Okay, let’s be honest, if you can afford to retire at 65 (or earlier) then why not go for it and enjoy 20, 30 or maybe even more years out of the rat race? Heck, up until 1986 there was mandatory retirement at age 65 (it’s since been abolished), so that people could do just that.
The fact is however that, with lifespans getting longer and longer, the age of retirement is getting older at a pretty rapid pace, in order for people to save up enough money to support themselves when their weekly paychecks stops.
Since 1977 the amount of people 65 years of age or older who were still in the workforce has doubled and continues to climb every year. Not only that but these people aren’t just working part-time but instead of working full-time jobs and 40+ hours per week. It was in 1995 that full-time working seniors became the majority and part-time workers the minority.
It’s projected that, by 2022, 23% of the labor force will be workers aged 65 years of age and older, according to the Bureau of Labor Statistics. What that means is that the average age of a US worker is now five years older then it was in the last decade, and the median age has risen to 42.4 years.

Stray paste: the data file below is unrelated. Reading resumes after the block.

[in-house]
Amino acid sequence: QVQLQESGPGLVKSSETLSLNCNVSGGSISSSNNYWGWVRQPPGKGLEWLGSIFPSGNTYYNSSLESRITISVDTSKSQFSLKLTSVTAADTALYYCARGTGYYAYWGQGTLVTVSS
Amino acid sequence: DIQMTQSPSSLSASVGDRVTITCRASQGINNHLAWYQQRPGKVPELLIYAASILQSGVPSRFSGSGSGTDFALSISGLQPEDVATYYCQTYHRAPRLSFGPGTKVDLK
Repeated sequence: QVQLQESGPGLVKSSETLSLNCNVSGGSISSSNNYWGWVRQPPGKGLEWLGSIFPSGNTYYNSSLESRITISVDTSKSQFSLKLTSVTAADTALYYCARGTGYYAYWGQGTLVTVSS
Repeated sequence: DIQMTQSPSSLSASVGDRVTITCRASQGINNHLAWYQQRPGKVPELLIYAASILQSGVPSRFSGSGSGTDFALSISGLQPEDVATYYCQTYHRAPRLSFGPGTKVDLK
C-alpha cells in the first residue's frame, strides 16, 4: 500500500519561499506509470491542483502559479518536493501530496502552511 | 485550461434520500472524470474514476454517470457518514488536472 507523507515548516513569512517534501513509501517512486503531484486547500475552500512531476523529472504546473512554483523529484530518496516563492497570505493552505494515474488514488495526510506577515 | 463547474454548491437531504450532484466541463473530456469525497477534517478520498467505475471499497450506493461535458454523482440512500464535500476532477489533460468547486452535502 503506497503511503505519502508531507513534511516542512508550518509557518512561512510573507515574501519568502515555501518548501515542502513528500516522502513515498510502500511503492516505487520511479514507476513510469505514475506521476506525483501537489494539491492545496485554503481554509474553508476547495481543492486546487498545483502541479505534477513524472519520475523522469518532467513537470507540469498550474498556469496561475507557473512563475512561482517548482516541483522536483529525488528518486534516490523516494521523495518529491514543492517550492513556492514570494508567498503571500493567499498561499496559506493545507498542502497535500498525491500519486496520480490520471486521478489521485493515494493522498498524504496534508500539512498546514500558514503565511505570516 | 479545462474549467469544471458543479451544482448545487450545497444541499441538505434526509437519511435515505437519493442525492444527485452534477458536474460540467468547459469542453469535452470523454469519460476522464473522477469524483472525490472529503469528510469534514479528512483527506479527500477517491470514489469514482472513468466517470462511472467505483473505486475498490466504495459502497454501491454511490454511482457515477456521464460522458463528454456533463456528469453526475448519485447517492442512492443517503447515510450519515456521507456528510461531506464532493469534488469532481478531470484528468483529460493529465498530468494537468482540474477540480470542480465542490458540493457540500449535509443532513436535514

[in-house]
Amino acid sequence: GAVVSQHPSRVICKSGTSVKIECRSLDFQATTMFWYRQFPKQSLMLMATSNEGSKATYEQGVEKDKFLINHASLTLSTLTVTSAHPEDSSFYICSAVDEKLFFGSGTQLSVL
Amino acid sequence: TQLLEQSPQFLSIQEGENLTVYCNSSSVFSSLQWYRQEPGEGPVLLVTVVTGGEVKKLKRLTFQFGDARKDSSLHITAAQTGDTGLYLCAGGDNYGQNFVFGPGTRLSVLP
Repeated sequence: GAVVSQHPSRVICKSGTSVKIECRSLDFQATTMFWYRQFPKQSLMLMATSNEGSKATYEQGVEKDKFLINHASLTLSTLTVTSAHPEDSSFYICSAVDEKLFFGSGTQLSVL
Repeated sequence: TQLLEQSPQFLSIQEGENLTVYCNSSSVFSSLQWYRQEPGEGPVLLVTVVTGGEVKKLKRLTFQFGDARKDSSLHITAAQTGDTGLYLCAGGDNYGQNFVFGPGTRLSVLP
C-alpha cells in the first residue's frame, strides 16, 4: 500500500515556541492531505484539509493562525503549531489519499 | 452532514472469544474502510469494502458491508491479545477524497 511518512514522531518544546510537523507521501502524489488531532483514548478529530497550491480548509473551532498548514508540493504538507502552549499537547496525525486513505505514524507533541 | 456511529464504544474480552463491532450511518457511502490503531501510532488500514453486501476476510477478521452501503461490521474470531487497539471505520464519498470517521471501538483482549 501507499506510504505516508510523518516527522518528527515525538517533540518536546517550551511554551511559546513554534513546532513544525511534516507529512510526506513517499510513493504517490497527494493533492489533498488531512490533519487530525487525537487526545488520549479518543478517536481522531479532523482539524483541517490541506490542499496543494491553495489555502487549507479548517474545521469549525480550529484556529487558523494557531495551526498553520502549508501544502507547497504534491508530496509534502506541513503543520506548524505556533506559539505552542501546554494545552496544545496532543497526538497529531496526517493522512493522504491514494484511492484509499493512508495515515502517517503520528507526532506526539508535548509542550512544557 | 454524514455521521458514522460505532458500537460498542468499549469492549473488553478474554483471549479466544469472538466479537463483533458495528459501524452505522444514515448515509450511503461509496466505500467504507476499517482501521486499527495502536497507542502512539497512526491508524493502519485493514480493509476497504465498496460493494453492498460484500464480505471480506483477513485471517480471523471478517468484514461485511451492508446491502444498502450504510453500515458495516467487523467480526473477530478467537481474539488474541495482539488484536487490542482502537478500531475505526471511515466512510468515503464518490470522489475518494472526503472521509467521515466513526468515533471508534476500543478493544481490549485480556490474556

This isn’t so surprising when you consider that, by 2050, 15% of the world population will be senior citizens, or 1.5 billion people. It also helps to understand that, while a person’s physical peak may have passed years ago, their mental ability to work at many different types of jobs is still quite strong. In some cases, there are jobs that actually improve with age. These are things like human resources management, technical writing and any other job where cognitive skills are a plus.
Lastly, when you answer that the fact that studies of shown working past the age of 65, or at least volunteering on a regular basis, is healthy for seniors, it’s no surprise that more and more seniors are deciding to work past what used to be the mandatory retirement age.
So, while being able to retire at 65, financially speaking, might be a good thing, the fact is that very few people can actually afford to do it and, even more, it might not be the best thing that you can do for your health.
Whether you do it because you love it or because you have to, the fact is that working past 65 is becoming more the norm than the exception.